Officeholders are just that: temporary holders, not permanent owners, of the people’s office. Elections are not coronations. And elected officials who mistake the two are, in a democracy, subject to recall: the voter’s nuclear option for officeholders.
Recall elections are rare, and should be in a healthy democracy. But a recall effort is a sign that a significant number of constituents are not satisfied to sit out a candidate’s remaining term. When elected officials salute the public with one finger, four other fingers always point back.
Politicians generally get more attention than the average citizen does, and politicians have access to wider platforms to get their messages across to the public. To level the playing field a bit, The Clayton Crescent presents a new feature, The People Speak, focusing on what citizens and voters in Clayton County have to say to county commissioners—or any other elected officials in the county, the municipalities, the school board, or other elected or appointed government body—during public comment periods.
When citizens approach the dais to seek help, to warn of problems in the community, or to offer correction, it is the wise elected official who accepts their messages—critical or not—with respect for this core tenet of democracy, just as they wish to be respected for their symbolism of their office.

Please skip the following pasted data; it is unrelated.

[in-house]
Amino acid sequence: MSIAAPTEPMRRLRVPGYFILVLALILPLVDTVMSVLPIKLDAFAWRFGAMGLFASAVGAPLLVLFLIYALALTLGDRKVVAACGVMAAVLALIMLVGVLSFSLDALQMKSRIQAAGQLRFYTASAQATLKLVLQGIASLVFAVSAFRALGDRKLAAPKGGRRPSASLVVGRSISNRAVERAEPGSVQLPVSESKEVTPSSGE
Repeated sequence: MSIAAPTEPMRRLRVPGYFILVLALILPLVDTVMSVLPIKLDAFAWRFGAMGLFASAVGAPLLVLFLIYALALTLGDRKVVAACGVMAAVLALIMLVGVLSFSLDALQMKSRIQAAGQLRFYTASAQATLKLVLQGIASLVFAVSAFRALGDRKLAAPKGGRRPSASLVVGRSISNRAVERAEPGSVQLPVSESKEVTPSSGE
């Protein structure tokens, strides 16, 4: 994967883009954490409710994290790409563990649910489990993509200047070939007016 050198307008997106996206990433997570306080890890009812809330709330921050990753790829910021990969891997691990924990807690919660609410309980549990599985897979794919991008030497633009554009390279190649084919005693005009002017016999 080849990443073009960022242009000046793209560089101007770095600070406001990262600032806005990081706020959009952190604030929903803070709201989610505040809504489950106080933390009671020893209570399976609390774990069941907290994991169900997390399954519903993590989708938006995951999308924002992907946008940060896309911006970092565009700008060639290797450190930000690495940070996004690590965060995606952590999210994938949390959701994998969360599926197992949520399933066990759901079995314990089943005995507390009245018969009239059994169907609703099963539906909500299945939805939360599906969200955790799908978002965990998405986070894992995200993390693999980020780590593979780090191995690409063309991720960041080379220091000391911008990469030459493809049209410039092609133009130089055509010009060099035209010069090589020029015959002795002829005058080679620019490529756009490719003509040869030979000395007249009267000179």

Moving public comment to an inconvenient and toothless place on the agenda and cutting the time allotted by one-third may not violate the letter of the law, but it is not First Amendment-friendly. Georgia’s Sunshine Laws, which cover open meetings and open records, have been upheld time and again in favor of greater, not less, public access. The present situation, which takes away a significant chunk of the public’s time and places obstacles in front of those who would take part in open meetings as constituents, negatively impacts the ability of Clayton County’s citizens to hold their elected officials accountable through the public comment process.
Opinions expressed in The People Speak do not necessarily reflect those of The Clayton Crescent, its board, or its supporters.
The Clayton Crescent does not endorse political candidates and is nonpartisan. Our allegiance is to the First Amendment, to the public’s right to know what their elected officials are doing, and to holding those officials accountable for their actions. We pay special attention to abuses of power by those in elected office.